Food and drink companies across the world have pledged to be more transparent on their progress in phasing out advertising of high fat, salt or sugar foods to children and providing more consistent product labelling.
At a gathering in Paris, the board of the Consumer Goods Forum, a network of 400 retailers and manufacturers from 70 countries, promised to accelerate its moves to greater transparency and more responsible marketing and said it would produce a report in January on progress made against a series of global health measures.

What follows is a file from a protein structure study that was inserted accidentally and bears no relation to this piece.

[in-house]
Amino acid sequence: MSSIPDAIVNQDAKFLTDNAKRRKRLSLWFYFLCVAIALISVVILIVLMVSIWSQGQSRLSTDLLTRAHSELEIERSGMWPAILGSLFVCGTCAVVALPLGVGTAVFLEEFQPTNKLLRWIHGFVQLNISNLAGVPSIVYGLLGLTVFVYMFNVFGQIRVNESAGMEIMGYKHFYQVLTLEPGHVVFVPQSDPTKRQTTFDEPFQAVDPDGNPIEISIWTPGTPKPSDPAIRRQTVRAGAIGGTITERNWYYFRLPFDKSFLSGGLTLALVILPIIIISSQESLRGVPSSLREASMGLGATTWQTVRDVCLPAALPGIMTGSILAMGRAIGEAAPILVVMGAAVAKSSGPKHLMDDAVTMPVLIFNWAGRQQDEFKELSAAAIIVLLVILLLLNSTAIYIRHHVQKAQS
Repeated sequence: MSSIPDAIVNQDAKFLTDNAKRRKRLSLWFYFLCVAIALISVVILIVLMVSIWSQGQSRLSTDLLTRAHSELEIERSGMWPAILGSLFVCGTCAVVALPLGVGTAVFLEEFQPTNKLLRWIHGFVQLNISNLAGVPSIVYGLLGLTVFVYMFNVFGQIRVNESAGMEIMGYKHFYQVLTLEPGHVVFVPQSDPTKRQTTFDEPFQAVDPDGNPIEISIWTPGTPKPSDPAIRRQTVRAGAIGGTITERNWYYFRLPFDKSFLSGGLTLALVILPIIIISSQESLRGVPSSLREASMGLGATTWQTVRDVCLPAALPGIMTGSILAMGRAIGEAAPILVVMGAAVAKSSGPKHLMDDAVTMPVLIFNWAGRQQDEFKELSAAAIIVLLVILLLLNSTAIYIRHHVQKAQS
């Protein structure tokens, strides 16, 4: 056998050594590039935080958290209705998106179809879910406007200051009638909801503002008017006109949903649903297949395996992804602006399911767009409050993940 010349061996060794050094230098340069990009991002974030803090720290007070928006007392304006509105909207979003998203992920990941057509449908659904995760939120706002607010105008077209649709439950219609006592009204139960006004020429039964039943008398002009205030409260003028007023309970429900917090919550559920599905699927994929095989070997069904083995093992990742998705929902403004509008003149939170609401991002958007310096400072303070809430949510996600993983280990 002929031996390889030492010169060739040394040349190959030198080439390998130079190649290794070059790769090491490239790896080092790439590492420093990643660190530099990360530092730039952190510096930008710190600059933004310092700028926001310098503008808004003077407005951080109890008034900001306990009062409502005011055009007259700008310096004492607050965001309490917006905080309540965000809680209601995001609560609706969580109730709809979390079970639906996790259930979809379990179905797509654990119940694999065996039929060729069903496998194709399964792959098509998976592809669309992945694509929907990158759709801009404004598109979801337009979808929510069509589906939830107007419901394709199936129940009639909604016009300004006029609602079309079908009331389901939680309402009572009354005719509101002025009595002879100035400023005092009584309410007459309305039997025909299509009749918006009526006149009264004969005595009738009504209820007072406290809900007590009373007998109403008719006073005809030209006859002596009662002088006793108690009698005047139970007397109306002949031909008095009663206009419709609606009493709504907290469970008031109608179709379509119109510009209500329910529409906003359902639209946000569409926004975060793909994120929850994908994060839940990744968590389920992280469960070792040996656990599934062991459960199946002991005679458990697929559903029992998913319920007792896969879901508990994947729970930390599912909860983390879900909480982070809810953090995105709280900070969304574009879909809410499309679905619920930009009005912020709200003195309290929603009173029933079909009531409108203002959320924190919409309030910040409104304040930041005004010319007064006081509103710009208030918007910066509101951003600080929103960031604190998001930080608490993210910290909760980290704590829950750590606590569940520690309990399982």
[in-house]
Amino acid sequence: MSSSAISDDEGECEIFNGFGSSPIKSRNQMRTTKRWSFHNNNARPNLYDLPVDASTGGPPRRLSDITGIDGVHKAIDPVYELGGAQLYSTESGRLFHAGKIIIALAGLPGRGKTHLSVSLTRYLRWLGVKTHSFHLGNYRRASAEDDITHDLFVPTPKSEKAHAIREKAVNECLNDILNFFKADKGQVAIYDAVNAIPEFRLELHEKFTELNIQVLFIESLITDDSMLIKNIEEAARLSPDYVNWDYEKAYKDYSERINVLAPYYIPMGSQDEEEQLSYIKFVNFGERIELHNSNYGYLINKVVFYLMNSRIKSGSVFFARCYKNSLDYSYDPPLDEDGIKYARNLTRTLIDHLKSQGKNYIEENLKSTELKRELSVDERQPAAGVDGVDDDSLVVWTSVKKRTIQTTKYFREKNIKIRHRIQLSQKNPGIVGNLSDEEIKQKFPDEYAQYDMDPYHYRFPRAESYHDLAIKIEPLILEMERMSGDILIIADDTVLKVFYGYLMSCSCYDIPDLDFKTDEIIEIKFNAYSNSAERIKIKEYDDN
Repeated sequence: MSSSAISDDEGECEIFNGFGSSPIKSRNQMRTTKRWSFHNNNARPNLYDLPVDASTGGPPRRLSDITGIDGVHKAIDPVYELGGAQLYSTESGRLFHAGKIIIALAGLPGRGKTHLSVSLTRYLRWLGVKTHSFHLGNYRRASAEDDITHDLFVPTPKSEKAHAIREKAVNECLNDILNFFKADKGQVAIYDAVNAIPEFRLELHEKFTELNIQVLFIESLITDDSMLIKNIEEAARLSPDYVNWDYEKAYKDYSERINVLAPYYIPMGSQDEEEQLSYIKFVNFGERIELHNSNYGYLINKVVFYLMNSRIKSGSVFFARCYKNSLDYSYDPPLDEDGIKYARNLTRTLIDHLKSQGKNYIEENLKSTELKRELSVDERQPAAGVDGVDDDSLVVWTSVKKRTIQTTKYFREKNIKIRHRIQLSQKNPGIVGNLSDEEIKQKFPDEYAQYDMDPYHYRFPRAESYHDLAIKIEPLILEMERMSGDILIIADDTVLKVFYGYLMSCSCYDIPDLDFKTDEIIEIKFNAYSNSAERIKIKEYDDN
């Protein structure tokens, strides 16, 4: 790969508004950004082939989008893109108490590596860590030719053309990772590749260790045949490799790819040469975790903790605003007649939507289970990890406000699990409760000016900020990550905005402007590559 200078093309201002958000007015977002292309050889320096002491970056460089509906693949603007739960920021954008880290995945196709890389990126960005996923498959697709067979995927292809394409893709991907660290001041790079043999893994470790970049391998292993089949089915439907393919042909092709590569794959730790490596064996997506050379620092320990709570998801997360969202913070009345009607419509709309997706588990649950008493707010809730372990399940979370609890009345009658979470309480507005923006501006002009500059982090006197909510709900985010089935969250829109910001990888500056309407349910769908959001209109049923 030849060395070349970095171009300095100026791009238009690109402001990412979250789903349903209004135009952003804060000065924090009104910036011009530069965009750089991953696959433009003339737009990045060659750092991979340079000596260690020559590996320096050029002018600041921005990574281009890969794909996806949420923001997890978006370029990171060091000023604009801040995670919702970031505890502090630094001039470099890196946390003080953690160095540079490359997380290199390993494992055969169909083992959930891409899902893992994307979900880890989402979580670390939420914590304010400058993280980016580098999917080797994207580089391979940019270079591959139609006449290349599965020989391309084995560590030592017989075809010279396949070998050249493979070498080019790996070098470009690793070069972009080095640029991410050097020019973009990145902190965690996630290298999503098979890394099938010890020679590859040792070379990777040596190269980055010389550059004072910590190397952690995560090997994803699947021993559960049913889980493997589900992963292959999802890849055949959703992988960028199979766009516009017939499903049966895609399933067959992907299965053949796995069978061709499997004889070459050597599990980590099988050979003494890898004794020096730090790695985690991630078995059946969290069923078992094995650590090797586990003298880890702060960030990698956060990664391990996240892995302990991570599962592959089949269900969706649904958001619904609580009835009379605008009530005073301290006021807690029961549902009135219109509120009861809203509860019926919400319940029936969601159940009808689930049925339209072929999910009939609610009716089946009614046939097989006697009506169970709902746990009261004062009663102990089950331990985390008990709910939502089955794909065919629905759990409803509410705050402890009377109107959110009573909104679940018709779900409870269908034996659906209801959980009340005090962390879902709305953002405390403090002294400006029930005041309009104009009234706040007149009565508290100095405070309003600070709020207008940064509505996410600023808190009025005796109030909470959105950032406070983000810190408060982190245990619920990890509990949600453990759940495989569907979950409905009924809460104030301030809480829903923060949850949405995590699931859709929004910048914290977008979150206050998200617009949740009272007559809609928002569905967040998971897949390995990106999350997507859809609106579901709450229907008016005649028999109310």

They include a pledge to stop advertising to children for products that do not fulfil specific nutrition criteria based on scientific evidence and/or applicable national and international dietary guidelines, by 2018.
The Forum said it would also quiz its entire membership on progress against another resolution calling for “industry-wide implementation” of consistent product labelling and consumer information to help consumers make informed choices and usages.
“The consumer goods industry acknowledges its role in the health and wellness of society, the issues around it, and the imperative need for actions. We have to scale up our efforts. We have to accelerate existing initiatives,” said Paul Bulcke, chief executive officer of Nestlé SA and co-sponsor of The Forum’s Health & Wellness Pillar.